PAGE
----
DUBAI // Progress made by Emirati women, particularly in the political and educational arenas, continues to narrow the gender gap in the country, according to a report published yesterday by the World Economic Forum.
The UAE was the highest-ranked country in the Arab world, placing it 103rd out of the 134 countries included in the annual Global Gender Gap Report, which noted particular improvements in the areas of literacy and political empowerment.
"New data shows that literacy rates for women are now higher than those of men, there are small gains in primary, secondary and tertiary enrolment data, and the proportion of women holding ministerial-level positions has increased," the report noted. The UAE rose from 112th last year, but was down from a high of 101st in 2006.
However, in the five years since the report was first published, the authors noted, the UAE has been among the most improved countries in terms of fostering gender equality.
Though the UAE came in 103rd overall, the country was 37th in the educational attainment category and 60th in the global assessment of political empowerment. However, the country did not fare so well in the categories of economic participation and opportunity or health and survival, coming in at 120th and 110th, respectively.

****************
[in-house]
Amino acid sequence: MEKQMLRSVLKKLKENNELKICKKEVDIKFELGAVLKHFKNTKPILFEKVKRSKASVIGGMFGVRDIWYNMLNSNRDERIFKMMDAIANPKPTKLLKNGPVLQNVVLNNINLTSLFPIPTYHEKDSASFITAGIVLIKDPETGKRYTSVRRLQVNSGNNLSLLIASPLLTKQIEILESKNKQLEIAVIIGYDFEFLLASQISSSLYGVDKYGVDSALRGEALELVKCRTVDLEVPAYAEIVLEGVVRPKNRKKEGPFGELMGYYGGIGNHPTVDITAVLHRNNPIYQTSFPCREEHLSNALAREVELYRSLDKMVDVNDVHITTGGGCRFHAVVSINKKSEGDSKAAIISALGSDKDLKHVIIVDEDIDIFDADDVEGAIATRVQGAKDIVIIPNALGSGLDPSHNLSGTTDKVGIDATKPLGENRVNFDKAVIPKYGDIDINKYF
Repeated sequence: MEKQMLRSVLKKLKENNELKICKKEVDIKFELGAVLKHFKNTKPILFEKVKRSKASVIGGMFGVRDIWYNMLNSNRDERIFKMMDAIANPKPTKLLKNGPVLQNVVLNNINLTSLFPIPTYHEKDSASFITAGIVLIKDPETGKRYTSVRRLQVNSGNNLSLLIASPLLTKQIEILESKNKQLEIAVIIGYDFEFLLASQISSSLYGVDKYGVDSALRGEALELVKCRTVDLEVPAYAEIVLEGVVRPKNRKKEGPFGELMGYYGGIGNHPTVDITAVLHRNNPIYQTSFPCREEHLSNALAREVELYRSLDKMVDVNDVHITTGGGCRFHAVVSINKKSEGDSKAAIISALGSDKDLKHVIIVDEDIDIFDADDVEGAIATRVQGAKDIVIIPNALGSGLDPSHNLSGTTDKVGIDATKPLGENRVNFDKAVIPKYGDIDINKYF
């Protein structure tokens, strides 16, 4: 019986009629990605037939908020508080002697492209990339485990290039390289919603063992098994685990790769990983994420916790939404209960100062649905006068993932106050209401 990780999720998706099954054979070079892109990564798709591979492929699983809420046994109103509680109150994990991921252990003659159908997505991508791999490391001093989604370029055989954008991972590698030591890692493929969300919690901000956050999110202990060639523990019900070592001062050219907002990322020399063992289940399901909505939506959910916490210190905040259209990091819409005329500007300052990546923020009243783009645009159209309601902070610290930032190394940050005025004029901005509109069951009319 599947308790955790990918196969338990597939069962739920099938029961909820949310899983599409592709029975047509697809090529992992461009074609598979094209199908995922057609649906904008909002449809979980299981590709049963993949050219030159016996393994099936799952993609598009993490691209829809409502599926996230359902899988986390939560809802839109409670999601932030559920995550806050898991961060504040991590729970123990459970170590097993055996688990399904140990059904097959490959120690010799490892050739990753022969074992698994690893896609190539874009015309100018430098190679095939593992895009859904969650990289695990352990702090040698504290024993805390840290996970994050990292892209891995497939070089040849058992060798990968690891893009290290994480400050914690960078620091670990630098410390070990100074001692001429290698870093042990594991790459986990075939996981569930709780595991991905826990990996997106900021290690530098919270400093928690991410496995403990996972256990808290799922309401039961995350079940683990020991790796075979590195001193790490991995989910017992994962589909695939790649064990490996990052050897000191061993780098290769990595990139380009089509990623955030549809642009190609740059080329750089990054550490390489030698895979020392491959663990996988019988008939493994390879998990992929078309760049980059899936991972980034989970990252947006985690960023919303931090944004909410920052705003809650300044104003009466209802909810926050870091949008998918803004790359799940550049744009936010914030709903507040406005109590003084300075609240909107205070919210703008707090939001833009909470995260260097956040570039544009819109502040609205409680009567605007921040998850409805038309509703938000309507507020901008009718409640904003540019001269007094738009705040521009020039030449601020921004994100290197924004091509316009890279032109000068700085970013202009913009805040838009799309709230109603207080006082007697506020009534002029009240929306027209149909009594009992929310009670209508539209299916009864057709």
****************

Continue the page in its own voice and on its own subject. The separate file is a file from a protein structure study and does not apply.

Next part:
Fatima al Marri was one of the nine women who joined the Federal National Council (FNC) in 2006, the first time women were admitted. In the past four years, women have been increasingly audible in the 40-member council, she said.
"There is a feeling that we are equal to the men," said Ms al Marri, from Dubai. "There are still some men who are more experienced because they have been in politics for a long time, but the women really made it catching up to the men."
"There is an improvement between 2006 and today." Dr Fatima al Sayegh, a professor of UAE history and society at UAE University, said it has not been the political leadership only that has helped advance women's empowerment, but also the women who have "worked hard and got what they deserved".
"The leadership has been so keen for women to take their rights, not only because of a social necessity, but because it is a national necessity because of the imbalance in the demographics," she said. According to Dr al Sayegh, women outnumber men in higher education and account for 75 per cent of students enrolled in colleges and universities in the country.
However, improvements are still needed in civil rights, including enabling Emirati women to pass their nationality to their children, she said.
The World Economic Forum, based in Geneva, placed Iceland, Norway, Finland and Sweden at the top of the 2010 gender report. Pakistan, Chad and Yemen occupy the bottom three spots. Elsewhere in the Gulf, Kuwait was ranked 105th, Bahrain 110th, Qatar 117th, Oman 122nd and Saudi Arabia 129th.